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The Bouquinistes of Paris, France, are booksellers of used and antiquarian books who ply their trade along large sections of the banks of the Seine: on the right bank from the Pont Marie to the Quai du Louvre, and on the left bank from the Quai de la Tournelle to Quai Voltaire. The Seine is thus described as 'the only river in the world that runs between two bookshelves'.
The tradition of the second-hand booksellers began around the 16th century with little market peddlers. Under pressure from booksellers, a settlement of 1649 prohibited stalls and the display of books on the Pont Neuf. The authorities at the time were rather anxious to limit parallel markets not subjected to official censorship. Travelling booksellers during the period were driven out and then reinstated under approval.
The traditional emblem of the second-hand booksellers is “a lizard looking at a sword”.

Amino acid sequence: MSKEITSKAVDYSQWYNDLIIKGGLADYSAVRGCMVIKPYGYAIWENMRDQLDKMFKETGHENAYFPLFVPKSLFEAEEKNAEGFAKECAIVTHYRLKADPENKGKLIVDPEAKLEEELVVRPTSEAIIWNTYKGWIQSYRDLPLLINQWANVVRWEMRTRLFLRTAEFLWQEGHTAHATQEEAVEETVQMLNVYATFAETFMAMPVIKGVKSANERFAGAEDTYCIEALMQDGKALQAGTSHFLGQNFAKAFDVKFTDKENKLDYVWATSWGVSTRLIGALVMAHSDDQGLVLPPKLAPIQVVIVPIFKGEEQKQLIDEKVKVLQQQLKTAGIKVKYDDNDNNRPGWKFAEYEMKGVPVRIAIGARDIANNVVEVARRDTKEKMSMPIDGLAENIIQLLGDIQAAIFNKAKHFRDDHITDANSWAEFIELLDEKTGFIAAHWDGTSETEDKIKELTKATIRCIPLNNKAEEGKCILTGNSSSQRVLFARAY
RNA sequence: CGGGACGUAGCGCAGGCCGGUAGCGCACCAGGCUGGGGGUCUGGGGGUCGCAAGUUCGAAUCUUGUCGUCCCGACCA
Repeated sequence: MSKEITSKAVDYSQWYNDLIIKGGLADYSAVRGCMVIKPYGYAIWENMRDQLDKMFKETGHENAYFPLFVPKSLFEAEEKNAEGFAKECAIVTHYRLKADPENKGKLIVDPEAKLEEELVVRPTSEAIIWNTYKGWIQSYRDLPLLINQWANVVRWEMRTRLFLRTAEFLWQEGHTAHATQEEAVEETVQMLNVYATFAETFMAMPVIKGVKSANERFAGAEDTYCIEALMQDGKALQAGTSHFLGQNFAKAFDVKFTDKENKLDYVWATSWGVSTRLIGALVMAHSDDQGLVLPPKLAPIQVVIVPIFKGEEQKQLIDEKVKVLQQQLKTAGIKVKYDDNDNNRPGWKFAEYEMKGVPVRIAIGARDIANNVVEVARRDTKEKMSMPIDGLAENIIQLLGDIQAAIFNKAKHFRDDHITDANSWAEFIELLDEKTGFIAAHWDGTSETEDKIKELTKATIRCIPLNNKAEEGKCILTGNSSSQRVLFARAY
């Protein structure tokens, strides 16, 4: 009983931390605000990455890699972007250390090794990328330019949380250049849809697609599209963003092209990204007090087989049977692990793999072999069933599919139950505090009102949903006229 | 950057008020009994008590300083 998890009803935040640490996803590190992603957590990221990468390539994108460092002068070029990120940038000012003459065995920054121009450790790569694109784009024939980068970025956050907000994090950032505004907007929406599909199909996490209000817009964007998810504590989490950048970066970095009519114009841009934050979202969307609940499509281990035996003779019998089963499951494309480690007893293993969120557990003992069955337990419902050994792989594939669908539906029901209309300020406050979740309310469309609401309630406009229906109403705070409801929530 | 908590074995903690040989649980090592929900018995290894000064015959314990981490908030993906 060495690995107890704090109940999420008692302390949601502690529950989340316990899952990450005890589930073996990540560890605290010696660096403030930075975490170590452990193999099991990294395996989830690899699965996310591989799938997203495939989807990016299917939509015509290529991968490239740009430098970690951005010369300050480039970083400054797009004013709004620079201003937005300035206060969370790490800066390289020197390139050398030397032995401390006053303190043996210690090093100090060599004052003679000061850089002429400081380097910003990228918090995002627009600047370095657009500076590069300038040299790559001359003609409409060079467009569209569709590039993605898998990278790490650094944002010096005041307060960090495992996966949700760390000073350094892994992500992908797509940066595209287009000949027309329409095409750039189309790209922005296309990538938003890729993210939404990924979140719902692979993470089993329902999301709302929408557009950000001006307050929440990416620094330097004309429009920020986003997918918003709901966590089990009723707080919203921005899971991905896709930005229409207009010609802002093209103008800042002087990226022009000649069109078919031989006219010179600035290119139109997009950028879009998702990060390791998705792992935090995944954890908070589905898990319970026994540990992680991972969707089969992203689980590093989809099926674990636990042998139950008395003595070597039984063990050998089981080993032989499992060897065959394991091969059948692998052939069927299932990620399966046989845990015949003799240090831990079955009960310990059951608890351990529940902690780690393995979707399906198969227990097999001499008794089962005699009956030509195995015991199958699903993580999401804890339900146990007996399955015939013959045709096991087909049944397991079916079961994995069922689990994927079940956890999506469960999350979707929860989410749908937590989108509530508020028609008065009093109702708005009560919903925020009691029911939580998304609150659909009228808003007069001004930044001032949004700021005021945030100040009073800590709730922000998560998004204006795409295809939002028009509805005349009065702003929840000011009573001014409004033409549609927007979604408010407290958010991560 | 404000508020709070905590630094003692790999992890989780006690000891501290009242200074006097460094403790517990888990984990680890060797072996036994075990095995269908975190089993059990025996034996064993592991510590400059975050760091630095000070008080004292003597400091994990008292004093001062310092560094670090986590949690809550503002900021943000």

The term "bouquiniste" appears in the dictionary of the Académie française in 1789.
In 1859, concessions were implemented by the city of Paris and the bouquinistes are permitted to be established at fixed points. Each one is entitled to 10 metres of railing for an annual fee of 26,35 F and a 25 F licence. The openings are from sunrise to sunset. Finally, in 1930 the dimensions of the “boxes” are fixed.
Installed along more than three kilometres of the Seine and declared a UNESCO World Heritage site, the 240 bouquinistes make use of 900 “green boxes” to house some 300,000 old books and a very great number of journals, stamps and trading cards.
The second-hand booksellers of Paris have inspired booksellers in other cities such as Ottawa, Beijing and Tokyo.
Article 9 of the by-law of October 1993, signed by Jacques Chirac:
The boxes used by book stores will be of a type approved by the Administration with an external bodywork determined by the dimensions below, for a maximum length of 8.6 metres:
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